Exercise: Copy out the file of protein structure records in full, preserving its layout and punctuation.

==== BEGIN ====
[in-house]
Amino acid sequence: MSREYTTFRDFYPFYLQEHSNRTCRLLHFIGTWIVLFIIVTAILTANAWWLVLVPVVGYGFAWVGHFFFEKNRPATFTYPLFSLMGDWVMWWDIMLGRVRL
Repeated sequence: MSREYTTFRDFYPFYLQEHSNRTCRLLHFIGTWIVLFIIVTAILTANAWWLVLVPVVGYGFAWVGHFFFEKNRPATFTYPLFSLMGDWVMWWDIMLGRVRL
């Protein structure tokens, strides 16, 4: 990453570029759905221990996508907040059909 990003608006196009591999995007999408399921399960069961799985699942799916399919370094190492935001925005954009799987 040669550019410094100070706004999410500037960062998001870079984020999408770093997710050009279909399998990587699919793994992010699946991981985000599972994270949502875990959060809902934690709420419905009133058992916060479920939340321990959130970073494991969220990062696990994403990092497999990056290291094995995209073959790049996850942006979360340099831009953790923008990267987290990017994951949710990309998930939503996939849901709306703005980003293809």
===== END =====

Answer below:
[in-house]
Amino acid sequence: MSREYTTFRDFYPFYLQEHSNRTCRLLHFIGTWIVLFIIVTAILTANAWWLVLVPVVGYGFAWVGHFFFEKNRPATFTYPLFSLMGDWVMWWDIMLGRVRL
Repeated sequence: MSREYTTFRDFYPFYLQEHSNRTCRLLHFIGTWIVLFIIVTAILTANAWWLVLVPVVGYGFAWVGHFFFEKNRPATFTYPLFSLMGDWVMWWDIMLGRVRL
């Protein structure tokens, strides 16, 4: 990453570029759905221990996508907040059909 990003608006196009591999995007999408399921399960069961799985699942799916399919370094190492935001925005954009799987 040669550019410094100070706004999410500037960062998001870079984020999408770093997710050009279909399998990587699919793994992010699946991981985000599972994270949502875990959060809902934690709420419905009133058992916060479920939340321990959130970073494991969220990062696990994403990092497999990056290291094995995209073959790049996850942006979360340099831009953790923008990267987290990017994951949710990309998930939503996939849901709306703005980003293809």